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But population growth has continued to surge, with the United Nations estimating last year that the world’s population, long expected to stabilize, will instead keep growing. Population experts warn that developing countries, particularly those in sub-Saharan Africa, where fertility continues to be high and shortages of food and water are worsening, will face deteriorating conditions if family sizes do not shrink.
“Family planning kind of faded from the radar screen, and now it is coming back,” said John May, a visiting fellow at the Center for Global Development and author of a book, World Population Policies: Their Origin, Evolution, and Impact.
“There is a realization from many different places that population issues are not going away,” he said.
The issue of family planning is fraught in the United States, where government assistance often gets caught up in political battles. Contraception has again become controversial this political season, though the United States remains a major donor.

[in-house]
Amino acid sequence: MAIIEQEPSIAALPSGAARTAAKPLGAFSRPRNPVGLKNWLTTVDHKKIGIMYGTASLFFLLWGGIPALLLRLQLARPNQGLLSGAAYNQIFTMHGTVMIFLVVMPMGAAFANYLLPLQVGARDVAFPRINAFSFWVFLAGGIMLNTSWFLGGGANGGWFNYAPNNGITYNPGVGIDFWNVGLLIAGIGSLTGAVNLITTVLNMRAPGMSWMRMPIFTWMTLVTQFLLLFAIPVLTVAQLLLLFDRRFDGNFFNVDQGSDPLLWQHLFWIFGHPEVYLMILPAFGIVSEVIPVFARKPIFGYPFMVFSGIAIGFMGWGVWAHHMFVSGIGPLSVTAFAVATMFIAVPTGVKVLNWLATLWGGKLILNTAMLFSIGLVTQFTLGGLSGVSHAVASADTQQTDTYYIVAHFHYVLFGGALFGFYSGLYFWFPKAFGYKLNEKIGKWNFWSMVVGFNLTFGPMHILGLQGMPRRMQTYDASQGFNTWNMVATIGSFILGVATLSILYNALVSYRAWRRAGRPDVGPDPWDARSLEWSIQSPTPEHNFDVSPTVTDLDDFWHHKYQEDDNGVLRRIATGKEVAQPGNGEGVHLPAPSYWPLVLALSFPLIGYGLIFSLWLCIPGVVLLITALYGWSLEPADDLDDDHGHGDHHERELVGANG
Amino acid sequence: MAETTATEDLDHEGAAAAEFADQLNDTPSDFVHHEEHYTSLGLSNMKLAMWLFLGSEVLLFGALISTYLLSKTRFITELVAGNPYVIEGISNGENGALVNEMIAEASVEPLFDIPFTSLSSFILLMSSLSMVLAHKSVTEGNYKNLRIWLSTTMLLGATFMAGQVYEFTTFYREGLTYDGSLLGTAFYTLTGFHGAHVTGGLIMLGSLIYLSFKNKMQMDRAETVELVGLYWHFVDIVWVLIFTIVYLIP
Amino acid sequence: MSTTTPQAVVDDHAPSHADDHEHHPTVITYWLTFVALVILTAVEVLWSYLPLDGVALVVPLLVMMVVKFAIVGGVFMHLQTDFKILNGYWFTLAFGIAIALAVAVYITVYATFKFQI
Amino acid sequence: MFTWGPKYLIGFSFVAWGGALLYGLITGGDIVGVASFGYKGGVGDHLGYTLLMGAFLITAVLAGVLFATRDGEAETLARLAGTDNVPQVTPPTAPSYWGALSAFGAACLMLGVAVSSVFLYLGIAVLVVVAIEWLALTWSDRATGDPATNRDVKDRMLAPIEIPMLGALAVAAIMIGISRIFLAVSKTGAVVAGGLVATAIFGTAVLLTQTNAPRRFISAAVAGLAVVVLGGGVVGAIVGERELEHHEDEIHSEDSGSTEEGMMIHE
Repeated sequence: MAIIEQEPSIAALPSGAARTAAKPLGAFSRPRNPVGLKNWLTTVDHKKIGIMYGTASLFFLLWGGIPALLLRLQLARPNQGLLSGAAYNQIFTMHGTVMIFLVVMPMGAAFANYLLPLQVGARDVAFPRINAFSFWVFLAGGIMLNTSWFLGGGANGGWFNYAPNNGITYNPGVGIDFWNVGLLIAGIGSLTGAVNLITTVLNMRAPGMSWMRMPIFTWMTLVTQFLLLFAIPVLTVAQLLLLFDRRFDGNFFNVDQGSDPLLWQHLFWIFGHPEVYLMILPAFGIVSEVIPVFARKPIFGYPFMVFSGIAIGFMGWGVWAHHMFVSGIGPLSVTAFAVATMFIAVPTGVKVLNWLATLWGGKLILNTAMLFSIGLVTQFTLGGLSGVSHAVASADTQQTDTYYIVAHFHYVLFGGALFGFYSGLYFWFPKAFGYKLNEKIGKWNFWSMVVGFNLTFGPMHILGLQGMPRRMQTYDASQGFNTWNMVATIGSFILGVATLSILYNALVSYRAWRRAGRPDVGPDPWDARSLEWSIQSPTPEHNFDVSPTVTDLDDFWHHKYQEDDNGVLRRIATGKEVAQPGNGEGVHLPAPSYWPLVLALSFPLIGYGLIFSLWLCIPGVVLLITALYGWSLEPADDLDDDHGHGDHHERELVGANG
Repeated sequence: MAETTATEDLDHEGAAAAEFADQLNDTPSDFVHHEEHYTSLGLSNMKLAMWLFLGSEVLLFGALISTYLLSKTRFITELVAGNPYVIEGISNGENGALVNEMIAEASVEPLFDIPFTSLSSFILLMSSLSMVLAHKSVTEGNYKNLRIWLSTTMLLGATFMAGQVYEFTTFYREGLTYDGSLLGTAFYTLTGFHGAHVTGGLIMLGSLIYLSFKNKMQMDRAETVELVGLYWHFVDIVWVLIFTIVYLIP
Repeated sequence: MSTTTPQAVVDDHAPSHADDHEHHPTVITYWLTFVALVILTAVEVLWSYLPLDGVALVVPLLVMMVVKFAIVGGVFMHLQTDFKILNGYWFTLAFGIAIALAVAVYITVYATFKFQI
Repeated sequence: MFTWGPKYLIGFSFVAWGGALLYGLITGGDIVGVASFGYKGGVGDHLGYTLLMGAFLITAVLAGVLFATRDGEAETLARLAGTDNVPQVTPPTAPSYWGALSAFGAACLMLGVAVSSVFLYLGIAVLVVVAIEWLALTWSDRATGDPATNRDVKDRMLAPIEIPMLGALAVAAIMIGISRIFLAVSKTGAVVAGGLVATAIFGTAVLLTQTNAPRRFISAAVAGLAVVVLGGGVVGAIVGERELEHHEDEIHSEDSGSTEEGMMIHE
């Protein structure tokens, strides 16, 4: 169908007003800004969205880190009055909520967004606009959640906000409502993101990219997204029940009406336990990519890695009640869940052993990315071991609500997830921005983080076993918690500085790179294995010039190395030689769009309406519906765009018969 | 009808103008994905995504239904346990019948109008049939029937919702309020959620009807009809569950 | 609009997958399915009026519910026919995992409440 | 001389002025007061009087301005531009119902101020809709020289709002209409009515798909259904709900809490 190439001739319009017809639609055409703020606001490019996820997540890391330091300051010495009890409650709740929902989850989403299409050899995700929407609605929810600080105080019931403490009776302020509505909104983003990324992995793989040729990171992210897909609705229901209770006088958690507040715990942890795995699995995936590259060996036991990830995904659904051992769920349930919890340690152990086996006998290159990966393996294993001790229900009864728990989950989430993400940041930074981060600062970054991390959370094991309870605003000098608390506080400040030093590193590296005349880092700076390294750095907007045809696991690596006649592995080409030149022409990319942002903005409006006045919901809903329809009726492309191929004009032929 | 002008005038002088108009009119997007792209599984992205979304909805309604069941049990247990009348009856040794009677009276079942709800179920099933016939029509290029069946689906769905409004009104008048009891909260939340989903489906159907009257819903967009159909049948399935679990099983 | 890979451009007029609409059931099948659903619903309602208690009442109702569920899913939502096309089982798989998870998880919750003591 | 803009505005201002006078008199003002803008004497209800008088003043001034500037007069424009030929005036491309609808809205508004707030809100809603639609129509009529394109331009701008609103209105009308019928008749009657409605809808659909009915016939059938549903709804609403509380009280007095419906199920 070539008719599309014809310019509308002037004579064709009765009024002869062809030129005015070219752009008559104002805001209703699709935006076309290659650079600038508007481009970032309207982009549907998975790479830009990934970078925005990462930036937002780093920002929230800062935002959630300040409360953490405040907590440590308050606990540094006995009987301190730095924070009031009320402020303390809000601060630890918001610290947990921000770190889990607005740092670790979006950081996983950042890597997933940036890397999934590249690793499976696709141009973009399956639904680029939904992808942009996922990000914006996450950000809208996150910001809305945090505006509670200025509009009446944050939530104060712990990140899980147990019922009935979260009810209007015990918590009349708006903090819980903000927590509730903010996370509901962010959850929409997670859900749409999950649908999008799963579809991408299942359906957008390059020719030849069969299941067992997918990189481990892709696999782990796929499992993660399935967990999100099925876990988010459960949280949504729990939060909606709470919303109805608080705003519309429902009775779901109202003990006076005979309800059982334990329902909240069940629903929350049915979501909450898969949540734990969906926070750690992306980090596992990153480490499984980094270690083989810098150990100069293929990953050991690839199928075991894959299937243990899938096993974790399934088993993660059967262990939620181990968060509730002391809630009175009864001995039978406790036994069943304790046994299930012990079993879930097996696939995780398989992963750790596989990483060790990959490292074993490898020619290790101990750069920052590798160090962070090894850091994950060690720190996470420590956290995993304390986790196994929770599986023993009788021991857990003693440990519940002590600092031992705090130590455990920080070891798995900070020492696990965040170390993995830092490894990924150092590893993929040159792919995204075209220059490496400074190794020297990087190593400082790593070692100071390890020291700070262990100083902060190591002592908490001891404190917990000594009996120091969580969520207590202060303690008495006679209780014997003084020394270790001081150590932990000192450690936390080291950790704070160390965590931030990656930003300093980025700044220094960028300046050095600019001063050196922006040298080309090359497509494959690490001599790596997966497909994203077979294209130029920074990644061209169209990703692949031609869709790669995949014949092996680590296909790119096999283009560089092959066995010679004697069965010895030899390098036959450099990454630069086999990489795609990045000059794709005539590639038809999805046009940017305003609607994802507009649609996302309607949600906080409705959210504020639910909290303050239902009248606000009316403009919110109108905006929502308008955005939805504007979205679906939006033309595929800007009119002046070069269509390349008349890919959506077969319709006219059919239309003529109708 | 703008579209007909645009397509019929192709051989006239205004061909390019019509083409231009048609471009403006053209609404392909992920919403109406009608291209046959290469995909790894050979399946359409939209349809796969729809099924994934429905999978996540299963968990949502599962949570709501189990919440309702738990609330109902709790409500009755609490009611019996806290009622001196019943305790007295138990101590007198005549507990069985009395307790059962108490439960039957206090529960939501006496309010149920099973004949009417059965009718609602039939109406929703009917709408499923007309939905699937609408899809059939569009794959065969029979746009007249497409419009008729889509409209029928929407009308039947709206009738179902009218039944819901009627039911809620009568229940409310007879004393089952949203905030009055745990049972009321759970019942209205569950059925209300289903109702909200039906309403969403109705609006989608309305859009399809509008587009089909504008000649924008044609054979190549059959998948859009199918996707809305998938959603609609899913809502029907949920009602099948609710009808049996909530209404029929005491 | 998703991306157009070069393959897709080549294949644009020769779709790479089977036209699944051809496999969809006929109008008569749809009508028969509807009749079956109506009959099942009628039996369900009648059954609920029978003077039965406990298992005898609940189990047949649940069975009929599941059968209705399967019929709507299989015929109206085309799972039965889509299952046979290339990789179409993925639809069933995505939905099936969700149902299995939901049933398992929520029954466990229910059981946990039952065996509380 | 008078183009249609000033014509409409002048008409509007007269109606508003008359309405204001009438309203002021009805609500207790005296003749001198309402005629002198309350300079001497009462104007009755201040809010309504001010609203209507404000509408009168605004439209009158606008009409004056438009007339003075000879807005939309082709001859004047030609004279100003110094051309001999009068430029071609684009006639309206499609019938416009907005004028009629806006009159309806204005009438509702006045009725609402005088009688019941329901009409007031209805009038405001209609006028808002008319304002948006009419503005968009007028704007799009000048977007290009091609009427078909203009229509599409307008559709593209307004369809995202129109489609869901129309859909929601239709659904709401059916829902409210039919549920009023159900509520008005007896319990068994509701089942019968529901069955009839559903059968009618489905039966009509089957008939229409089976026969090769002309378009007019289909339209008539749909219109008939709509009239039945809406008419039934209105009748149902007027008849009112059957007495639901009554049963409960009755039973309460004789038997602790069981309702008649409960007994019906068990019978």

The Gates Foundation and the British government are pressing the issue. About $4 billion is expected to be pledged at the London conference to provide family planning services to 120 million women from the world’s poorest countries over the next eight years.
“We hear time and again from women out in the field that they want the ability to plan their families,” said Gary Darmstadt, director of family health at the Gates Foundation, who spoke by telephone from London. “We felt we needed to shine a light back onto the importance of this issue and get the conversation going.”
Maternal deaths have declined dramatically since 1990, down by a third, according to the World Health Organization.
But about 16 percent of the world’s population lives in countries where fertility is still more than four children per woman, Mr. May said. The numbers of people are expected to more than triple in these places during this century, an issue that is urgent not only for their economies and environment, but also for the women themselves, who women’s rights advocates argue would benefit from more power to decide about bearing children.
The Lancet study, which the Gates Foundation financed, draws on maternal mortality and survey data from the United Nations and World Health Organization to estimate the annual number of maternal deaths in 172 countries and the share that could be preventable by the use of contraception.